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Book Review: Uncommon Ground: Living Faithfully in a World of Difference

Uncommon Ground: Living Faithfully in a World of Difference edited by Timothy Keller and John Inazu. Thomas Nelson: Nashville, TN. 2020. Total pages: 199.

“Are you for us or against us?” Such a question might not be said outright, but the current climate, at least in America, keeps this close to the surface. Whether the issue is race, politics, sexual identity, immigration, pandemic attitudes and practices, or economic policy and hierarchy, we seek solidarity while we live in a world of differences. Social media pushes this exponentially.

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Book Review: Permission To Feel: Unlocking The Power Of Emotions To Help Our Kids, Ourselves, And Our Society Thrive

Permission To Feel: Unlocking The Power Of Emotions To Help Our Kids, Ourselves, And Our Society Thrive by Marc Brackett. Celadon Books: New York, NY. 2019. Total pages: 292.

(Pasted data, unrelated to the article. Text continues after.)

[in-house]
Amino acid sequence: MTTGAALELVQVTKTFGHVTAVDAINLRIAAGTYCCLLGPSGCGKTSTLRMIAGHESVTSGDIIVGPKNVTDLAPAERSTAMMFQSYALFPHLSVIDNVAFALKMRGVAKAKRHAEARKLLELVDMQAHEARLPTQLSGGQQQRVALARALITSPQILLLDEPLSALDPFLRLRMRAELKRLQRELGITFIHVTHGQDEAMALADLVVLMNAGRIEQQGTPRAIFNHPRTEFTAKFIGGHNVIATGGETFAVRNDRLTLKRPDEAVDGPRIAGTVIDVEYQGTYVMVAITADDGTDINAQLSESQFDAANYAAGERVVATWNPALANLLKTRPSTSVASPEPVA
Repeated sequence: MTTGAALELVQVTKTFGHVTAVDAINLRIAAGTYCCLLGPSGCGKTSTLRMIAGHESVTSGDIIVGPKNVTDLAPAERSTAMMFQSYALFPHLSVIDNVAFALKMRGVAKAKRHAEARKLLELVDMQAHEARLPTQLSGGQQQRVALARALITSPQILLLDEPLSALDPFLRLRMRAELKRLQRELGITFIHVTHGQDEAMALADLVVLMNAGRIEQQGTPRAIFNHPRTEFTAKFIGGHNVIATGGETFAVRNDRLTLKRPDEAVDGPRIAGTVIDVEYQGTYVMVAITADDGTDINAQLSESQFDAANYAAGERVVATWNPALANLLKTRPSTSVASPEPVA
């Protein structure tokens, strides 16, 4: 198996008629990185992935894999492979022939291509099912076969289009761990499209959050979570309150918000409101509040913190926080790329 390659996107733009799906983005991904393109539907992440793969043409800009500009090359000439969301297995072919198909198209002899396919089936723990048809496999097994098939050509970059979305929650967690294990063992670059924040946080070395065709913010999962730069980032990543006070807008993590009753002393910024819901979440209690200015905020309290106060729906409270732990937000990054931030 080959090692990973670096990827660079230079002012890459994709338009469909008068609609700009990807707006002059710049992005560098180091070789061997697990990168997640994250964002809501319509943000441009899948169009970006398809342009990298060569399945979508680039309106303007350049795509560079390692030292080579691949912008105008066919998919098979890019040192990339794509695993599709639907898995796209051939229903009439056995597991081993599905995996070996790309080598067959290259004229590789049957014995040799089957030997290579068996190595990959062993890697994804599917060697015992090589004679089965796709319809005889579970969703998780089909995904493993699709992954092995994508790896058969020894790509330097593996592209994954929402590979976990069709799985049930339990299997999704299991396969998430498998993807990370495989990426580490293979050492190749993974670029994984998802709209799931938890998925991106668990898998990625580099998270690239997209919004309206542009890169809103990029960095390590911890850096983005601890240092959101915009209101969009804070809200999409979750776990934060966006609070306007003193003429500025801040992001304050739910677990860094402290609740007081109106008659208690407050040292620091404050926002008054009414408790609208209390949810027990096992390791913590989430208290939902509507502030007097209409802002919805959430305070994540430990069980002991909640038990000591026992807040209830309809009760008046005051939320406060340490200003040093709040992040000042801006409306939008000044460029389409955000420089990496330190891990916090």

Society has recognized the value of the Intelligent Quotient (IQ) in academics, job placements and assessments of intellectual disabilities. On the other hand, Emotional Intelligence (also known as Emotional Quotient—EQ) is an emerging science contending for a place of its own among scholars and even demonstrating, arguably, a more relevant role in predicting professional success (215). The same can be said at home and school, “30 percent of elementary and middle school students now experience adjustment problems severe enough to require regular counseling. In economically disadvantaged schools, this runs as high as 60 percent” (14). Higher levels of EQ are correlated with lower levels of stress, higher levels of job satisfaction, and a more fulfilled life overall.

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Book Review: Solo Mom: From Surviving to Thriving

Solo Mom: From Surviving to Thriving by Pamela Consuegra. AdventSource: Lincoln, NB. 2020. Total pages: 121.